It’s common for websites to feature things such as review stars, Trustpilot score and testimonials – these are all great, tried and tested, ways to demonstrate social proof.
But social proof can be implemented in other ways too. Streak CRM applies social proof to their pricing table by literally stating what the most popular products are.
This clearly helps the user know what option other people typically go for – similar to anchoring, it sets a benchmark.
Basecamp is another company that employs social proof in an alternative way
Here on their sign-up page, they state how many companies got started with Basecamp in the previous week.
A strong takeaway here is that social proof nudges don’t necessarily have to be just reviews or testimonials. Find out what other statistics or evidence you can use to prove your worth to prospective customers, and tie them into your calls-to-action.
5. Multi-step Forms
Let’s be honest. Do you like filling out forms?
I don’t particularly. Especially if they’re long and have lots of steps.
The purpose of most website forms is to generate leads. The problem is, so many forms require more information than is really needed at the point of enquiry.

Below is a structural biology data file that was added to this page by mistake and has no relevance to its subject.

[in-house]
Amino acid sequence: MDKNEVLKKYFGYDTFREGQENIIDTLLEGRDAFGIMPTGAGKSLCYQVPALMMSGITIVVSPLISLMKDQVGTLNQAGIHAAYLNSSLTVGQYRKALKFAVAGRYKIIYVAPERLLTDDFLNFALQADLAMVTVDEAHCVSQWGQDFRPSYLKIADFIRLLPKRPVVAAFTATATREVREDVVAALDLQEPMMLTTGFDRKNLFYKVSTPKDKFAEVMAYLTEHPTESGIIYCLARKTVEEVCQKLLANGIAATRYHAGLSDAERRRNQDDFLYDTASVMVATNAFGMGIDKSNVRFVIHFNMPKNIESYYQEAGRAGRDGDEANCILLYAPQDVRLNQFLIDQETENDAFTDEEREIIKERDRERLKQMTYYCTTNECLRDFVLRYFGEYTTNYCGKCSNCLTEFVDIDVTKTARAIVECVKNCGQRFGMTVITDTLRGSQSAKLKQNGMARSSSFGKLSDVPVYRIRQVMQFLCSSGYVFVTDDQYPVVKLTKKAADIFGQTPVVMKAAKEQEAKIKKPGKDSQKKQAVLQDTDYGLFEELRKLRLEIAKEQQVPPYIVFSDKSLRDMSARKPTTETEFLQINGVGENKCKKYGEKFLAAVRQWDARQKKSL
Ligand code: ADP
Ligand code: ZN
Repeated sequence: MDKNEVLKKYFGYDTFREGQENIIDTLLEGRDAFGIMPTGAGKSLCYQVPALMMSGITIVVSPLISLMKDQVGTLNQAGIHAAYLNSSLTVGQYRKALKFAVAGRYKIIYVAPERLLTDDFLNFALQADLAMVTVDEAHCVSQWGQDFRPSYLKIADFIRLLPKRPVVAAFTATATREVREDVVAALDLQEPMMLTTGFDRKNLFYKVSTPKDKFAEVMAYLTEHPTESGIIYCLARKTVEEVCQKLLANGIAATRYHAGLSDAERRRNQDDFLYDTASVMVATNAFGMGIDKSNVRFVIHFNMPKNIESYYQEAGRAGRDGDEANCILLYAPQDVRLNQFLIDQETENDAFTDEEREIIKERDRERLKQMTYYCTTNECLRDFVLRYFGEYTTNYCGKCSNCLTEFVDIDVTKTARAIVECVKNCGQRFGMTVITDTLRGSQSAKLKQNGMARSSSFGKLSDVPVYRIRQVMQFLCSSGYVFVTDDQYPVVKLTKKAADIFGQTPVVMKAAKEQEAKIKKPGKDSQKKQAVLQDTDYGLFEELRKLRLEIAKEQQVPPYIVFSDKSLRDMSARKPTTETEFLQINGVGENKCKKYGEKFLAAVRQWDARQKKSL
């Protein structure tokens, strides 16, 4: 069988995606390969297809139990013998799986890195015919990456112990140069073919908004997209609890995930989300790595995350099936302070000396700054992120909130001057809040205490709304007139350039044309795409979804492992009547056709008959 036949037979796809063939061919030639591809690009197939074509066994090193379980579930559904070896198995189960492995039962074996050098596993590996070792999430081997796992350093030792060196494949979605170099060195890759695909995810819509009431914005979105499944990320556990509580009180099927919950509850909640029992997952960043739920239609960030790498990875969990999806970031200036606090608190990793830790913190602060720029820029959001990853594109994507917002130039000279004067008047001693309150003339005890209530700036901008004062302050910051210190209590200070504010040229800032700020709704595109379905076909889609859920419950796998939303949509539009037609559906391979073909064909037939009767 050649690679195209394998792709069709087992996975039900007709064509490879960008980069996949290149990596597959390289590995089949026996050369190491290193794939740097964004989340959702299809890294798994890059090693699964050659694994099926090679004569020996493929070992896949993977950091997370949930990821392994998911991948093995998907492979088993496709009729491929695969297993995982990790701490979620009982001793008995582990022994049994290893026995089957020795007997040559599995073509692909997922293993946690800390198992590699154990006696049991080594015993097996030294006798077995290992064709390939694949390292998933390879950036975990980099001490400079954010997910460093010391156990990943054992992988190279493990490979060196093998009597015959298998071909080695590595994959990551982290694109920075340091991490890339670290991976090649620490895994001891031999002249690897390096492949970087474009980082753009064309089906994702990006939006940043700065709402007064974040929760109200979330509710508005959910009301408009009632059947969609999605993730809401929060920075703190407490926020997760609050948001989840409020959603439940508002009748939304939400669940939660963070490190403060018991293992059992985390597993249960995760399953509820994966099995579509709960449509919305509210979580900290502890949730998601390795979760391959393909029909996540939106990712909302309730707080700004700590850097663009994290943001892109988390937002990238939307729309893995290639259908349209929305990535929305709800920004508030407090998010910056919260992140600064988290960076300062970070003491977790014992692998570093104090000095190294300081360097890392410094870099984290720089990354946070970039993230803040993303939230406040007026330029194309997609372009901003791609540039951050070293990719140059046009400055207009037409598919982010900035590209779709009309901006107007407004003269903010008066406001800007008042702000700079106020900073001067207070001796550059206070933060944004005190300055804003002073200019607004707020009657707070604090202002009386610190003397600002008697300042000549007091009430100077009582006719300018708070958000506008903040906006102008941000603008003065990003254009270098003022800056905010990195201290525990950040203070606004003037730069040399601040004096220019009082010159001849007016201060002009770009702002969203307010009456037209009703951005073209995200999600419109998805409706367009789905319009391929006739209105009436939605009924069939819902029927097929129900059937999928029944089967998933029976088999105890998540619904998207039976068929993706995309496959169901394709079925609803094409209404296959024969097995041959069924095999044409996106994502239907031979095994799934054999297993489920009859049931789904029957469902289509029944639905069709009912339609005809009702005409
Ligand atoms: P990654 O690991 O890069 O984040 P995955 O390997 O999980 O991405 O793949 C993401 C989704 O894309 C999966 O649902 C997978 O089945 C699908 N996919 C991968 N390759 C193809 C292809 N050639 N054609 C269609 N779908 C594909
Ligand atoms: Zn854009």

For example, Expedia found out that a single form field asking users to input a Company name was costing them $12million a year. The field wasn’t really needed for lead generation.
An expensive mistake!
The problem with long forms is that they overwhelm the user. They add friction to the experience.
And every element of friction can cause a user to abandon a process.
So, in an ideal world you want to reduce your forms down as much as possible. Making the process quicker and easier for users.
But what if you need to collect lots of information from a user?
This is where multi-step forms come into play.
These break down the process into smaller steps across multiple pages or parts. This prevents the user from becoming overwhelmed by the process, thus reducing friction.
And the results can be amazing.
Take Just Eat for example. In 2016 they decided to break their checkout process into a multi-step form:
As a result, they ended up increasing orders by 2 million per year.
In fact, research by Conversion Fanatics has found that introducing multi-step forms can increase conversions by nearly 53% on average.
These are just 5 techniques for creating UX Nudges within website design. The ultimate aim is to help your users navigate toward achieving both your business goals and their user objectives.
Websites should be something you test and regularly update based on the results. Hopefully, these tips have given you some actionable ideas to improve your website experience and increase conversions.